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Diabetic Retinopathy

If you are diabetic, you are at risk of developing a progressive eye disease called diabetic retinopathy due to poorly controlled blood sugar. When you have an excess of sugar in your blood, the tiny blood vessels in the back of your eye (retina) can become blocked. This can lead to swelling of the blood vessels, closure of those vessels and leaks.

When your retina stops receiving the proper amount of blood supply, it will start to weaken and compensate by growing new blood vessels on the inside surface of the retina. While this sounds like a good situation, it isn’t. The new blood vessels are fragile and weak, prone to leaking fluids into your eye.

Symptoms of Diabetic Retinopathy

As with many types of eye diseases, there aren’t always obvious symptoms that anything is wrong with your vision – especially in the early stages of disease. At Azul Vision, we recommend that diabetic patients have annual eye exams so we can monitor any changes taking place under the surface of your eyes.

As diabetic retinopathy progresses, you may start to experience:

  • Dark spots
  • Floaters / strings
  • Blurry vision
  • Vision loss

Diabetic Retinopathy Treatments

Treatments for diabetic retinopathy are aimed at slowing or stopping the progression of the disease. There is no real cure for diabetic retinopathy. After assessing your eye health, our doctors may recommend a treatment such as anti-VEGF medications, a vitrectomy or laser treatments to stop leaks and shrink abnormal blood vessels.

Anti-VEGF Medications

One way to treat diabetic retinopathy is through the injection of anti-VEGF (vascular endothelial grown factor) medications. These injections can lower the levels of VEGF to reduce the amount of abnormal blood vessels being created by your body.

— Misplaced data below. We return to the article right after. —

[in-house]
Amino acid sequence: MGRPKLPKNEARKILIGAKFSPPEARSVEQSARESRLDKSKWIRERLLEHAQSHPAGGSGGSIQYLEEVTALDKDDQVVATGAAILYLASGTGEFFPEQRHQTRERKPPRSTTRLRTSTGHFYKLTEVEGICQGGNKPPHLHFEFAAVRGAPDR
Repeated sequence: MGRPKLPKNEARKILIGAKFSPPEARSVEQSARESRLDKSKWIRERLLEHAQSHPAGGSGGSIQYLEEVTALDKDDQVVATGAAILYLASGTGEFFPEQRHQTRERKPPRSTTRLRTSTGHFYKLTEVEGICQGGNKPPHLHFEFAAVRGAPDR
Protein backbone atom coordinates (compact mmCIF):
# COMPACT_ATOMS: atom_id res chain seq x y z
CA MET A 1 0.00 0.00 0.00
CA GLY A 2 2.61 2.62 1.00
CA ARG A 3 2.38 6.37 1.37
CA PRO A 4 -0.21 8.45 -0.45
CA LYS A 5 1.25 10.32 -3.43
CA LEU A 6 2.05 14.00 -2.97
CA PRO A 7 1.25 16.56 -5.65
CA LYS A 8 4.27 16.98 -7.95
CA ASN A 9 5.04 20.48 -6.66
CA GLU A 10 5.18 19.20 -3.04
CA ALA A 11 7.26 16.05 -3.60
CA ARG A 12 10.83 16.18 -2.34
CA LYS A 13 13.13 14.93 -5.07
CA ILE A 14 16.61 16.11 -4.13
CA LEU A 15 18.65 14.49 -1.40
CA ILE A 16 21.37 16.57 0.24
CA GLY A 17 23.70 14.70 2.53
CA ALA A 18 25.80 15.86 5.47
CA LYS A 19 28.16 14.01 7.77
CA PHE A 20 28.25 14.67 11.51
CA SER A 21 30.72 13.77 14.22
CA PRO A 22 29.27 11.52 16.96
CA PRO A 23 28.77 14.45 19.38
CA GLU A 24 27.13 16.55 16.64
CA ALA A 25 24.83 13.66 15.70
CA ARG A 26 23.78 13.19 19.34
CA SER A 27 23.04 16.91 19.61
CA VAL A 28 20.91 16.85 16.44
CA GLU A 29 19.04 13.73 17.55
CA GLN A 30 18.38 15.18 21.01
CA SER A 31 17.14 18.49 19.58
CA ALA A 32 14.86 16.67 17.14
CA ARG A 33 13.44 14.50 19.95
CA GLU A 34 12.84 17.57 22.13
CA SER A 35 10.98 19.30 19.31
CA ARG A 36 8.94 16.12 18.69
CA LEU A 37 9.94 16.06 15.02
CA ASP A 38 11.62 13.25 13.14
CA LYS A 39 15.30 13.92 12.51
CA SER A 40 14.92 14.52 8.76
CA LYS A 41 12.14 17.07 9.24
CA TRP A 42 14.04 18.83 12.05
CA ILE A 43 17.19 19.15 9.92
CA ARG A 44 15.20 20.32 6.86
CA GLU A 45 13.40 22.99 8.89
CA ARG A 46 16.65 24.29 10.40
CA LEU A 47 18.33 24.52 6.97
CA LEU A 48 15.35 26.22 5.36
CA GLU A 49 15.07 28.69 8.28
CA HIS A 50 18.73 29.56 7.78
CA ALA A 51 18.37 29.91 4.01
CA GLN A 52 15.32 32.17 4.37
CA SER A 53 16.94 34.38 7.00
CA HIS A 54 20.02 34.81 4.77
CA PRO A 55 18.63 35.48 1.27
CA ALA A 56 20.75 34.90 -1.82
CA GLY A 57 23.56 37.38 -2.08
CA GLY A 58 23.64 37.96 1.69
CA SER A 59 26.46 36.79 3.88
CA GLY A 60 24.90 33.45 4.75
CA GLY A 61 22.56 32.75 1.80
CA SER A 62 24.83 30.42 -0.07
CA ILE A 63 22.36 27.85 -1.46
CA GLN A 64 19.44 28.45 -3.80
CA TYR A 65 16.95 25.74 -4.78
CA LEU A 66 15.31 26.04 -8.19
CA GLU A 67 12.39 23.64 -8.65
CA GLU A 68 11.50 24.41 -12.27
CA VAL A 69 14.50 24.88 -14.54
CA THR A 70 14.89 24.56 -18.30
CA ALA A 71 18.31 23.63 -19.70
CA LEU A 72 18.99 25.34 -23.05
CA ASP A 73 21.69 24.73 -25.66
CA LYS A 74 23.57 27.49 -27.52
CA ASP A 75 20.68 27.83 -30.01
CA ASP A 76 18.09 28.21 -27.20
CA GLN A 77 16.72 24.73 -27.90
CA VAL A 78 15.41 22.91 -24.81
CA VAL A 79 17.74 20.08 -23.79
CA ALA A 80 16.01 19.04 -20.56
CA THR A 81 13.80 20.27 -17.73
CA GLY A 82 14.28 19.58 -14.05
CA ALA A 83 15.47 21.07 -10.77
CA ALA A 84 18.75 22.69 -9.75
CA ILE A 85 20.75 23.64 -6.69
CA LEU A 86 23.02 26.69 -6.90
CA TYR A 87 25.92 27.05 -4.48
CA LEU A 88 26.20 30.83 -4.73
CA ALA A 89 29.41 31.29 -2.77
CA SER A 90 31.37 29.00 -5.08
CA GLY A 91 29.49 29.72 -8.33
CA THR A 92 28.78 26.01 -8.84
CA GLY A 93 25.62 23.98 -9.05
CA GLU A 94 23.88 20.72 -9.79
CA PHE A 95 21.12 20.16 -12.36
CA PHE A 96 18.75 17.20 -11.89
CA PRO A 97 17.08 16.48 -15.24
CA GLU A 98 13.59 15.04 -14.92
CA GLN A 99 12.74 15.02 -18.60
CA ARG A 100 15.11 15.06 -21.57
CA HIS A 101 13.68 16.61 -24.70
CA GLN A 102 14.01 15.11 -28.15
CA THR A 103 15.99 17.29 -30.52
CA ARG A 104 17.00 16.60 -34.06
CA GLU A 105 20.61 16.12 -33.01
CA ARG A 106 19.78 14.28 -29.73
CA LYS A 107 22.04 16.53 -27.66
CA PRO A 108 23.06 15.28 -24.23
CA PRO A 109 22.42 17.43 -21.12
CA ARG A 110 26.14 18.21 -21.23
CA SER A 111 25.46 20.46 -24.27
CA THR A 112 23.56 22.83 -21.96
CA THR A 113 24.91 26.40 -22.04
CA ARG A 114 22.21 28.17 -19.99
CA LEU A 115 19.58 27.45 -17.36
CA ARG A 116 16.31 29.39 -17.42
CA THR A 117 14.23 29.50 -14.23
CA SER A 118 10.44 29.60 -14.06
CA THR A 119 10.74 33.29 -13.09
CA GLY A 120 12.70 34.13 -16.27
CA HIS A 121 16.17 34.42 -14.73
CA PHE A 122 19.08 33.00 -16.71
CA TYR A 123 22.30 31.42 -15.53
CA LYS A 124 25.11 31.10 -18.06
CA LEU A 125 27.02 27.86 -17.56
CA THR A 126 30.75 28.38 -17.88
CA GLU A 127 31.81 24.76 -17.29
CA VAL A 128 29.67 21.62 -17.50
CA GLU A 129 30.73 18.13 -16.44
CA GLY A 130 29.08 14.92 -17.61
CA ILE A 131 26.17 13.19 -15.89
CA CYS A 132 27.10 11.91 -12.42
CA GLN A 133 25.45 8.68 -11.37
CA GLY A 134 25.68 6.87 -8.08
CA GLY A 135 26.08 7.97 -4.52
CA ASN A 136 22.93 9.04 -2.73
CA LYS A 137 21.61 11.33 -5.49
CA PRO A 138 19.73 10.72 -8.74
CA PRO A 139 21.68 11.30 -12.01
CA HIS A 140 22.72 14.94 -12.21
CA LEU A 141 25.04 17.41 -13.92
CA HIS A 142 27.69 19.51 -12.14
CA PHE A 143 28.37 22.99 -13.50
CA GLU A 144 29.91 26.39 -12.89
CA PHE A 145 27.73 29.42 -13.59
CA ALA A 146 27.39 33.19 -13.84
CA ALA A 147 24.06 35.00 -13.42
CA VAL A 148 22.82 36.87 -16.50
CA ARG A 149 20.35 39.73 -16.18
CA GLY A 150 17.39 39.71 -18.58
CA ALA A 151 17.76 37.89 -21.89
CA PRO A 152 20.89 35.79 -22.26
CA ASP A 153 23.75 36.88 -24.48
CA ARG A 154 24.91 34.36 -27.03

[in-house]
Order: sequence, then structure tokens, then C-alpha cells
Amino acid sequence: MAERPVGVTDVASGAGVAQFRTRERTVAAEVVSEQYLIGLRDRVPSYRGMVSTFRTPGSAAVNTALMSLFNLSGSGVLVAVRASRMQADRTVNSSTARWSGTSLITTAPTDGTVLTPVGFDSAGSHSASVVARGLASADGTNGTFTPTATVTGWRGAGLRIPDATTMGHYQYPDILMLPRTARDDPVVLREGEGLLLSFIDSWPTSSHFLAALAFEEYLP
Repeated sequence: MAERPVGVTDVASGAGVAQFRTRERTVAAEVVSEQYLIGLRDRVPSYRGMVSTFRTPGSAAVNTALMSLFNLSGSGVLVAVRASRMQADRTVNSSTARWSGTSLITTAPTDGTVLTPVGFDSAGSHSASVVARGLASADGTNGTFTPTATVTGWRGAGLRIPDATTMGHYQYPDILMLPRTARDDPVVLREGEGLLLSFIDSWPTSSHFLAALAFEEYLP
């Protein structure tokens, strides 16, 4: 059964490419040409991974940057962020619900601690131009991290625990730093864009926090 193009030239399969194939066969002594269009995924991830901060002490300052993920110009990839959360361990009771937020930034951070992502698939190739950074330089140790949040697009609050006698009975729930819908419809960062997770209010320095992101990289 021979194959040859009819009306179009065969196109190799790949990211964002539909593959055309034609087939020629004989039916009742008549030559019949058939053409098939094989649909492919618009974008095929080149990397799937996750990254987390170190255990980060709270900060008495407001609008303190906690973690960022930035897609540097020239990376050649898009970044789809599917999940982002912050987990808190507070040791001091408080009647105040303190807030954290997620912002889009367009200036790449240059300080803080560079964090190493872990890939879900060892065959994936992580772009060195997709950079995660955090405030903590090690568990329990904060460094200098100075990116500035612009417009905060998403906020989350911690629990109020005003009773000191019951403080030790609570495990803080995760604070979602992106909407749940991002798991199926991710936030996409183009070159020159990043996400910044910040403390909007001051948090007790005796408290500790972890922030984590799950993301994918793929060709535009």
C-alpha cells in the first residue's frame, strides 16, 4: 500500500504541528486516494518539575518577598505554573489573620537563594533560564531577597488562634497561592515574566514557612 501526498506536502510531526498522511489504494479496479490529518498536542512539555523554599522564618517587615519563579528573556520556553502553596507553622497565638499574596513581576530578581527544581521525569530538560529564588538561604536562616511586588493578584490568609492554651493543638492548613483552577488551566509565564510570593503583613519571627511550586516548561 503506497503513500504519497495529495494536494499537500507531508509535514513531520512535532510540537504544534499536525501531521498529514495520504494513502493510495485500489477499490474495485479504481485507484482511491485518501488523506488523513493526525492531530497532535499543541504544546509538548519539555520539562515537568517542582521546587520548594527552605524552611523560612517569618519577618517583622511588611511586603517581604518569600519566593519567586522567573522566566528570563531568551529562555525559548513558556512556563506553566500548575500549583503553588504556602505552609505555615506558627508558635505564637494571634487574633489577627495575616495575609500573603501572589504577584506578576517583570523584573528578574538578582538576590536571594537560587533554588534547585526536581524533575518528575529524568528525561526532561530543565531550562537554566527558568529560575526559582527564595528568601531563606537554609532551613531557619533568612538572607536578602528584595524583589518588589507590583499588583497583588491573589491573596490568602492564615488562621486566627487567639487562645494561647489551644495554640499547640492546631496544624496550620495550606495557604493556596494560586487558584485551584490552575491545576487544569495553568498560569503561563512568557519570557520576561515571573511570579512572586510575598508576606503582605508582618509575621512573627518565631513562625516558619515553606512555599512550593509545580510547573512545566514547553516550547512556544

During a vitrectomy, the vitreous gel inside your eye is removed so your doctor has access to the retina. After any problems with the retina have been treated, the hollow space in your eye will be filled with a gas bubble, silicone oil or a saline solution. To promote healing of your eye after a vitrectomy that incorporates a gas bubble, it will be necessary to maintain a body position that will keep the bubble in place. Learn more about face down recovery by clicking here . 

Your Best Defense: Healthy Living

The best way to reduce your risk of developing diabetic retinopathy is by living your best, healthiest life. This means choosing healthy foods over processed/fried/sugary ones, exercising regularly and stopping smoking. Most importantly for your eye health, have regular eye exams with our team at Azul Vision! 

Stay proactive with your eye health.

Schedule an Eye Exam today! 

Contact Azul Vision Today!